27. kat says:

    LawrenceK

    The SSPX keeps copies of all sacramental records, and normally gives certificates to those who received the Sacraments. They may also send copies of the records to district headquarters, though I’m not sure of that. Any chapels that for some reason close, have all their records at the district headquarters. Mission chapels without resident priests keep their records at the priory of their main state chapel or the district.

    SSPX chapels do not consider themselves parishes in the true sense of the word (although some of the “parishioners” may call it so.) They are called chapels or missions.

  28. Tina in Ashburn says:

    Although my father had been baptized as a Congregationalist, when he came into the Church in the fifties, he was conditionally baptized.

    Back then, one of the conditions of a baptism was that it be done as the “Church intends”, even if the form and matter was correct. Back then, they figured if the Church wasn’t present/performing the baptism, the Church couldn’t be sure of the intentions, the form, the matter – or anything. There’s something to be said about a Sacrament conferred by those submitting to the Authority of the Church too.

    And a conditional baptism doesn’t hurt. I kinda wish the Church was freer with these lately. A conditional baptism removes all the subjective reasoning about who/when/why that goes on about baptisms today. I’ve seen situations of people getting indignant when their non-Catholic baptism are questioned. A return to this blanket practice for everyone might be the safest path.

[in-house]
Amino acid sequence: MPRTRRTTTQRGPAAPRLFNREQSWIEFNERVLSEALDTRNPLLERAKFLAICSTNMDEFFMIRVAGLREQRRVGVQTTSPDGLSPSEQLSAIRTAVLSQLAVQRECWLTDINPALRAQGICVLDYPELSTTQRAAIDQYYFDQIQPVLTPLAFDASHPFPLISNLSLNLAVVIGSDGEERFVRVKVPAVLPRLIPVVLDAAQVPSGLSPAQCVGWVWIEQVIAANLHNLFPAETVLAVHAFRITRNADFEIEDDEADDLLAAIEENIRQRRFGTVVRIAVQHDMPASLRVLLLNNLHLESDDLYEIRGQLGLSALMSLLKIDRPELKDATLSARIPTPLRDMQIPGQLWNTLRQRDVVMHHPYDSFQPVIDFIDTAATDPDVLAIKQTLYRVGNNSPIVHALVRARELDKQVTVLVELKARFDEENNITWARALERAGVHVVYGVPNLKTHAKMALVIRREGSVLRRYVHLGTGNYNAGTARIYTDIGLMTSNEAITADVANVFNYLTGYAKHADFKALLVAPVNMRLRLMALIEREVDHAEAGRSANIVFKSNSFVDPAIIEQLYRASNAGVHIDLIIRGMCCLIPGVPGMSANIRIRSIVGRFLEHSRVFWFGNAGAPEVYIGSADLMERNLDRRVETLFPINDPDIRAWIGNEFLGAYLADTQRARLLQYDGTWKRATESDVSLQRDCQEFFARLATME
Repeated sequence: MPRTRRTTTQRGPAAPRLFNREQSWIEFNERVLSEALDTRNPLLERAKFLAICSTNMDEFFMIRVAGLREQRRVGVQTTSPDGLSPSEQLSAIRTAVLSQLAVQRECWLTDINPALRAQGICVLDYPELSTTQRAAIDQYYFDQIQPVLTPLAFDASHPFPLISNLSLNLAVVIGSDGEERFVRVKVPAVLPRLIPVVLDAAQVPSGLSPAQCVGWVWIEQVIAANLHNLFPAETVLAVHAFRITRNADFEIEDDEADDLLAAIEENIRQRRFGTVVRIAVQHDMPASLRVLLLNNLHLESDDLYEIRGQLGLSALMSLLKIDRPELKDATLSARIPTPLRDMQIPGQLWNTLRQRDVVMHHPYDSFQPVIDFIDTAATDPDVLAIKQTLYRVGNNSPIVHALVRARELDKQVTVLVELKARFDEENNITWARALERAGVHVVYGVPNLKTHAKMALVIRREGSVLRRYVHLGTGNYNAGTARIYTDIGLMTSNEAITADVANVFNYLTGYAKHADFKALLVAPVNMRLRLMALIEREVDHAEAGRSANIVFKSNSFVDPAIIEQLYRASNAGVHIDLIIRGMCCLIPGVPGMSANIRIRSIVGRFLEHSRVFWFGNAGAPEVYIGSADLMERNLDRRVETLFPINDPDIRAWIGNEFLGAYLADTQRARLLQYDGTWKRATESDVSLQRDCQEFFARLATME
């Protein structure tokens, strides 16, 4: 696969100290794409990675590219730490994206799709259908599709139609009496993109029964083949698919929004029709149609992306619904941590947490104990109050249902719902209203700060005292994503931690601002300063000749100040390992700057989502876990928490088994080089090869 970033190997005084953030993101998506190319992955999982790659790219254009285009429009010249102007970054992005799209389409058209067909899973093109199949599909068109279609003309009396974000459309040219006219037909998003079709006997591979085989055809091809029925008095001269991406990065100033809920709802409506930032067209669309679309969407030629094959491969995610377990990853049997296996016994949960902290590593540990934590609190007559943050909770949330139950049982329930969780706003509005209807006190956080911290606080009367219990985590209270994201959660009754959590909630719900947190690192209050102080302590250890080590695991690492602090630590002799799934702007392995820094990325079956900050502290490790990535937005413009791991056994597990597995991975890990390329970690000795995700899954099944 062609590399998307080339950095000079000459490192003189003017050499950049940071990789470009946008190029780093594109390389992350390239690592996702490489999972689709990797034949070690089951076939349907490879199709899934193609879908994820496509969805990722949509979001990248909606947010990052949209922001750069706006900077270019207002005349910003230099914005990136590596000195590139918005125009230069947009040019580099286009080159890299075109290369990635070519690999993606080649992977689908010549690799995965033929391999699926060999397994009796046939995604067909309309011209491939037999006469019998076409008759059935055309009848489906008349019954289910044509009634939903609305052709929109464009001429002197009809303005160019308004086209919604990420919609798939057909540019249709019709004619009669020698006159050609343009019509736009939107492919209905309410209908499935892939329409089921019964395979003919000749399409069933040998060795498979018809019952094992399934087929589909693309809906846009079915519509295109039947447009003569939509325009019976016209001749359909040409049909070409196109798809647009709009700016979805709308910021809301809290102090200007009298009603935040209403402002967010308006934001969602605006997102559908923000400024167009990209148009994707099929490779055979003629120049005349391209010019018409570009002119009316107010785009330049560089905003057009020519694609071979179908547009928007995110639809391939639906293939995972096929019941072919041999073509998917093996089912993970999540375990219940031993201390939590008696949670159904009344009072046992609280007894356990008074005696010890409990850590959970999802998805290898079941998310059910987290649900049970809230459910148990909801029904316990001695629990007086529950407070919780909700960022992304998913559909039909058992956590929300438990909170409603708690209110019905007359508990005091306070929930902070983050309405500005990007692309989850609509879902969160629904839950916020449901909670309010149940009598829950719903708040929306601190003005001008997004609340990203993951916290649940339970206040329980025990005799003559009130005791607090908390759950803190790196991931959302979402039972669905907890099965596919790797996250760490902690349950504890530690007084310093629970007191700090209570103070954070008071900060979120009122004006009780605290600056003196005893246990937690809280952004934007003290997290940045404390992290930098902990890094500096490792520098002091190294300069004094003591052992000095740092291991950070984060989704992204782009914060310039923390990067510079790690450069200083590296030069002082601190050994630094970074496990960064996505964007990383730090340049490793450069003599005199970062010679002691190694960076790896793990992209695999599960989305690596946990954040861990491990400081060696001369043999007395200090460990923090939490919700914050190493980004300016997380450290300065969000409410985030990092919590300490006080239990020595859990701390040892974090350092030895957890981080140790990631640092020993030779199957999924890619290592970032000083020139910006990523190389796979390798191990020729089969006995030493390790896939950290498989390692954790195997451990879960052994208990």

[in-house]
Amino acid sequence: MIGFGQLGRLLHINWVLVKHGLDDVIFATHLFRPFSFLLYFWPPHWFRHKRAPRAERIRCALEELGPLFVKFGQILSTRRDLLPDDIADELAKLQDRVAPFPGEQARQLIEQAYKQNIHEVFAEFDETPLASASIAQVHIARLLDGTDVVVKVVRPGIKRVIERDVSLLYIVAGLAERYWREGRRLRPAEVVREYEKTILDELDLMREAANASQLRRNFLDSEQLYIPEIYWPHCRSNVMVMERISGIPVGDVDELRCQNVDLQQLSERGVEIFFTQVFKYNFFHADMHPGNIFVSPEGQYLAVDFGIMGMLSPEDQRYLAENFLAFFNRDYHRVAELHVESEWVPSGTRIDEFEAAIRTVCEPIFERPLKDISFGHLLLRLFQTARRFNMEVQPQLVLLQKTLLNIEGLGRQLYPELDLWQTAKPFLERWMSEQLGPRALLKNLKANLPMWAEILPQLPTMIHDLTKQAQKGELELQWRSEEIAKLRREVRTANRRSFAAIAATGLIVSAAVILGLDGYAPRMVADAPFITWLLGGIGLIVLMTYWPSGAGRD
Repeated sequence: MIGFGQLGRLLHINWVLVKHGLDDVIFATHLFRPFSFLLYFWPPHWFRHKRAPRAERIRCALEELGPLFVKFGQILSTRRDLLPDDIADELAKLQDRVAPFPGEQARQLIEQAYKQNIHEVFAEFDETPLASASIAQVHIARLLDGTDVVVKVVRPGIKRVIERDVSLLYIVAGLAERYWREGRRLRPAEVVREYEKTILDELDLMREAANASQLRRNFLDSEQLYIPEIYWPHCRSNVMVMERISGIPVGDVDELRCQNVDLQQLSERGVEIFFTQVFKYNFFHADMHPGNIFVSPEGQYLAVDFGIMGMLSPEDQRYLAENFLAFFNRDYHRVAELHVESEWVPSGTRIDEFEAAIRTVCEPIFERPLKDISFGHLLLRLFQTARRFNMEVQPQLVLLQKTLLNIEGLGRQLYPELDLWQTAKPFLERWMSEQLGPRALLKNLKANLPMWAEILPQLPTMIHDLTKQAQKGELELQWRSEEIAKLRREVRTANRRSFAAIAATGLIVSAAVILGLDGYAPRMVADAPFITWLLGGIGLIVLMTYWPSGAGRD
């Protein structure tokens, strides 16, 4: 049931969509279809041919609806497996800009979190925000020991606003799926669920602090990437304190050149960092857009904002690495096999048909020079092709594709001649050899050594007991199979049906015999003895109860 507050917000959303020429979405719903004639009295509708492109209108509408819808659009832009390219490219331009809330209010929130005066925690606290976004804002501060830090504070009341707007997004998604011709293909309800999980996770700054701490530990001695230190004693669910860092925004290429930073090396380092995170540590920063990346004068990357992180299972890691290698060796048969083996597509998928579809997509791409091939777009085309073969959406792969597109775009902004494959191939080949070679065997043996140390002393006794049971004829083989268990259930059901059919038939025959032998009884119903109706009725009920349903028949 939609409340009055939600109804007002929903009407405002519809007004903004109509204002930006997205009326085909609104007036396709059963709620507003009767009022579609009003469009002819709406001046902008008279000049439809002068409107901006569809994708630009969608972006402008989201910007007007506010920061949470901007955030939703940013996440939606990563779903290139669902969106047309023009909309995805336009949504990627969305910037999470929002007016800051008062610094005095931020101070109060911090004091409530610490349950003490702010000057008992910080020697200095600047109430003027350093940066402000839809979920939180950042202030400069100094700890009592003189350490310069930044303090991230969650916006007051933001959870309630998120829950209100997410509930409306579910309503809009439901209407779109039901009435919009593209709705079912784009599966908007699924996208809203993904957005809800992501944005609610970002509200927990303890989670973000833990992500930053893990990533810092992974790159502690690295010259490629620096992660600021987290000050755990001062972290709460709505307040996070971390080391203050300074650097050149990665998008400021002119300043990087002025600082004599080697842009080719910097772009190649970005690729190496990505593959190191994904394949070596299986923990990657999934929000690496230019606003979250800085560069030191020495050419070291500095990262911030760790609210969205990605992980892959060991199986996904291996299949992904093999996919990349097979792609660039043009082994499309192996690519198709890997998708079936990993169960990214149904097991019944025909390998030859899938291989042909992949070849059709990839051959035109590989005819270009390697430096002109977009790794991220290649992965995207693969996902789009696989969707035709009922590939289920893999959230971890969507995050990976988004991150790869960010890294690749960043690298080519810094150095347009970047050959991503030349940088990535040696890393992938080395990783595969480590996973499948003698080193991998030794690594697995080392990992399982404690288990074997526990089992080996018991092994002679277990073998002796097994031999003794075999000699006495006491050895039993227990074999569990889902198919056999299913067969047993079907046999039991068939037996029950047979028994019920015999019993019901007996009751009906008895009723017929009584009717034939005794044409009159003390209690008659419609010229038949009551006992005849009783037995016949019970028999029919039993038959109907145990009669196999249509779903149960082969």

The good comments in this thread also discuss other ways of looking at this story too.

  29. Joshua08 says:

    Tina, then as now and as a 1000 years ago, the requirement is to “intend to do what the Church does”. If that is not true the baptism is invalid.

    No law can change that. No change in discipline. The Church cannot through her laws make baptisms valid or invalid

    But we need to understand that it doesn’t matter what the person baptising believes either. Never has mattered. As the Church has always and everywhere taught, even a pagan can baptise someone. An atheist can baptise someone. Heck I can believe it is utterly stupid and worship Satan and validly baptise someone.

    The rule is “intend to do what the Church does” not “intend to do what the Church intends”. A priest who is secretly an atheist can still celebrate a valid Mass and give valid absolution.

    What is sufficient is that I intend to do whatever the Church does by baptising. I might believe it doesn’t do anything, but hey Joe Smoe wants me to baptise him and so I will do whatever that is. That would be valid.

    It would not be valid if I positively intended not to. If a priest says the words “this is my body” at a dinner table, pointing to his leg, and happens to be holding some bread, he does not thereby consecrate it. If a priest has an averse intention it is not valid…